Until just over six months ago, my teenagers’ daily routine consisted of going to school, coming home, going straight to their rooms, and spending the rest of the evening chatting with friends or playing games, appearing only at the dinner table or to do their chores. In between her duties as a homemaker, my wife would sit and read, sew, or help with homework. When I wasn’t playing the role of “Normie Dad” by mowing the lawn, trimming hedges, or fiddling around with a project in the garage, I would sit beside her, my face either in a book or my phone trying to keep up with the happenings of the Identitarian movement. Save for the annual family vacation, and random trips to the lake or the mountains, our family life was mundane. Despite short-lived bonding moments during our trips and over superficial things like video and board games, sports, and movies, we didn’t have any really strong connections.
After they were exposed to the world of the Alt-Right, however, my oldest two have been spending the majority of their free time with me, their mother, and their younger siblings. On top of things like family game and movie nights, we spend time laughing about the newest memes making the rounds, something funny or interesting we heard on a podcast, as well as talking about current events and issues facing White people today. Not a day goes by now that I don’t get asked a question about something related to their new experiences. They’ve started to think for themselves which would have likely not been the case had I left them to the leftist indoctrination of public schooling, television, and their bluepilled social circles. Lastly, after over two years of lurking on the fringes of the Identitarian scene due to what I perceived was a dying movement, I have returned to the fray by supporting multiple organizations, attending Alt-Right events, and becoming an AltRight.com contributor.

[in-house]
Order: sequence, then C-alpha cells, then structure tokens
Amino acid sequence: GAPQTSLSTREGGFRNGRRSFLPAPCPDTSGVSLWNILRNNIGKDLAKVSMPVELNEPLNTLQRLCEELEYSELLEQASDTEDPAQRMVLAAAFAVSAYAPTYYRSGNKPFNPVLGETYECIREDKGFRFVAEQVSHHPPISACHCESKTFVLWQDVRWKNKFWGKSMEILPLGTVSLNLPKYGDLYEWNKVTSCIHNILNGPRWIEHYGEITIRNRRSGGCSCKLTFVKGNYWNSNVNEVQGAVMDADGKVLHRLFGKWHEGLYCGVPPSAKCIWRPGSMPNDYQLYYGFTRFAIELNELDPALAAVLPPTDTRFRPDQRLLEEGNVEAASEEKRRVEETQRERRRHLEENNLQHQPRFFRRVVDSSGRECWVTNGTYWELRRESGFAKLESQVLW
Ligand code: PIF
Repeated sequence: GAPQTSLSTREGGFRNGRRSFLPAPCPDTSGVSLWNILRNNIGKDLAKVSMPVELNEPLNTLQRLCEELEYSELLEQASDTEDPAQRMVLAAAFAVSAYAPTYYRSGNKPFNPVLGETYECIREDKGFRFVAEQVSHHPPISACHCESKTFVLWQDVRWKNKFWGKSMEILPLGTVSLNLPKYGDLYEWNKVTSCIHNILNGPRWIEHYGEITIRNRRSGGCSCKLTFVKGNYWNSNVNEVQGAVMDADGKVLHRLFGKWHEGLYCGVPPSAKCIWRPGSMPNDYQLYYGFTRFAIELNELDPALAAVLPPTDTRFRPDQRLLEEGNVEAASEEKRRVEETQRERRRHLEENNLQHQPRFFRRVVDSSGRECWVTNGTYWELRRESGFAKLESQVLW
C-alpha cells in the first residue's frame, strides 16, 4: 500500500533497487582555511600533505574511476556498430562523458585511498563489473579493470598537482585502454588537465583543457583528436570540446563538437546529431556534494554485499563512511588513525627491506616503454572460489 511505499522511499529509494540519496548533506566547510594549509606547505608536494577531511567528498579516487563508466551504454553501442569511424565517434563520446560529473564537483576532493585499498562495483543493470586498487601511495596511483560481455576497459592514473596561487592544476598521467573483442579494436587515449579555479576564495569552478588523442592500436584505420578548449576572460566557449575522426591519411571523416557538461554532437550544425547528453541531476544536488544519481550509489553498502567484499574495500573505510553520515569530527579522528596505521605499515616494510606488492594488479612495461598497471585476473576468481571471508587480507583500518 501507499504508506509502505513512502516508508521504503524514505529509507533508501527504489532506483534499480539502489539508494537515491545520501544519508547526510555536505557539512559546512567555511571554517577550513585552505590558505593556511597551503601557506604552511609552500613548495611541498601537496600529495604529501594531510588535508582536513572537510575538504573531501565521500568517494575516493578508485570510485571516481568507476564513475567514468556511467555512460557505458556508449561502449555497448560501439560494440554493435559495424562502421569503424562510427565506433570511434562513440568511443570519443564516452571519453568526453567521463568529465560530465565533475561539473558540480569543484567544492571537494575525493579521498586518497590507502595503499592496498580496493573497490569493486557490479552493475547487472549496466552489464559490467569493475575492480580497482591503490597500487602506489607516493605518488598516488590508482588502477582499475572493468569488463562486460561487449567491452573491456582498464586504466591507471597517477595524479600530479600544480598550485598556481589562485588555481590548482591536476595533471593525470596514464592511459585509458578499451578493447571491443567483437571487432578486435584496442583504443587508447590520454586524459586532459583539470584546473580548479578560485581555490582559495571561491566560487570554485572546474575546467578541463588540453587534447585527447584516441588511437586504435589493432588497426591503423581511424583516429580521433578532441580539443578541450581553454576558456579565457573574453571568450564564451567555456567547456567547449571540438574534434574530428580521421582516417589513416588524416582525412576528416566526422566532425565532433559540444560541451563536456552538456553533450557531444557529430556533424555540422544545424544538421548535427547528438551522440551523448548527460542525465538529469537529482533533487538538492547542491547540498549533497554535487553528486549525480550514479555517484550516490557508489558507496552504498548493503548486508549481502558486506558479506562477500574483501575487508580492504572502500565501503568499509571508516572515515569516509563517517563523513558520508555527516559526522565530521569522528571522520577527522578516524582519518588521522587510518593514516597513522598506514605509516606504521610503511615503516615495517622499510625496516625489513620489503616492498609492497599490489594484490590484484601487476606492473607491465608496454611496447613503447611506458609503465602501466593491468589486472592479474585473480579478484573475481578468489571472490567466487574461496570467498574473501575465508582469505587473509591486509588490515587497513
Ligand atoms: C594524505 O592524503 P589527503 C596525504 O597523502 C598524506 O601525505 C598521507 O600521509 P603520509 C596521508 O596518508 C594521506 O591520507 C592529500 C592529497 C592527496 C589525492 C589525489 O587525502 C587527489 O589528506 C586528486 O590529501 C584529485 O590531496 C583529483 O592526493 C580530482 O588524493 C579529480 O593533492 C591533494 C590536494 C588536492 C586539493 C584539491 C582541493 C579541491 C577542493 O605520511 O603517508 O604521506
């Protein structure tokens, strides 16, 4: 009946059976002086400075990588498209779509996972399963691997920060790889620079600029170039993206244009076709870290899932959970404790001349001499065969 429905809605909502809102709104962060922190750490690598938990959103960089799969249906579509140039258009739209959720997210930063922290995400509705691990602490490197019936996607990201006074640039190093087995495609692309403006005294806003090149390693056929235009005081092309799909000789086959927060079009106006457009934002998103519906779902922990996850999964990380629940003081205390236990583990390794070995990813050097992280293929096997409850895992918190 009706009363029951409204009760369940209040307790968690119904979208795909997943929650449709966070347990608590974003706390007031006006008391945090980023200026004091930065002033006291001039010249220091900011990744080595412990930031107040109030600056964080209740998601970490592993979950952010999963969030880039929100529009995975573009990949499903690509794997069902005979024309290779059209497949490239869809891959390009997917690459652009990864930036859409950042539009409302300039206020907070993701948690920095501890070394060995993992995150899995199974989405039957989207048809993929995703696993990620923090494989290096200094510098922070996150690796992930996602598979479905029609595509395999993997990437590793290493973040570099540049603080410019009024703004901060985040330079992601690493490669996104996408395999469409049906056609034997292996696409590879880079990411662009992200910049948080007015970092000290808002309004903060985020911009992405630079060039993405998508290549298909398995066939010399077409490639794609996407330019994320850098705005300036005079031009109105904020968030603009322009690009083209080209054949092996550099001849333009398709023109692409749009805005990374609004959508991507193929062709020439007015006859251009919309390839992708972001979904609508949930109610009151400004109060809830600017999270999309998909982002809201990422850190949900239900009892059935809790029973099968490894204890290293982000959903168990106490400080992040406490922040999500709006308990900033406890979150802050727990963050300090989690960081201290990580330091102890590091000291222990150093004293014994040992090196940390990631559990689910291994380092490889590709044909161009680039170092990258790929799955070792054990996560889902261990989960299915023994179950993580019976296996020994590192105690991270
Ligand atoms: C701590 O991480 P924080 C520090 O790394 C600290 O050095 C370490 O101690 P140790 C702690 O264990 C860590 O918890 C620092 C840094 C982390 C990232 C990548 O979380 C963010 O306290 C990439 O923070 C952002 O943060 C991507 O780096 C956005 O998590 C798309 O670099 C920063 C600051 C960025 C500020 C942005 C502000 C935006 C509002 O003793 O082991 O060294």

Thus, over the past year the quality of my family life has improved dramatically. I’ve never been closer to my older two kids than I am now. I feel more like a mentor and a role model, as opposed to simply a breadwinner. Could all this have been possible without introducing my children to the Alt-Right? Sure. But I hate to imagine what sort of disservice I would be doing them by keeping them in the dark about the struggle that awaits them in life as White people. Not only did the Alt-Right help me bring my family closer together, but the things they are learning are serving to prepare them for the hardships they will inevitably face in a world turned against them.
My hope is that other redpilled parents who may recognize themselves in my story will take inspiration from it and apply this it to their own unique family situation. Being White in modern society is scary enough, but having children adds a whole new level of trepidation. As parents we are naturally inclined to protect our progeny. This is precisely why events like that in Charlottesville are so vitally important because the Alt-Right is nothing without the youth. Holding events that parents feel comfortable bringing their children to will only help pull more people over to our side. The left, or course, doesn’t want this to happen. It should come as no surprise that the event was derided in the mainstream media as a gathering of hateful racists on the wrong side of history. It is the job of the lügenpresse to instill fear in the minds of the populace in an effort to frighten any would-be supporters away, to keep up atomized so that we can be more effectively controlled.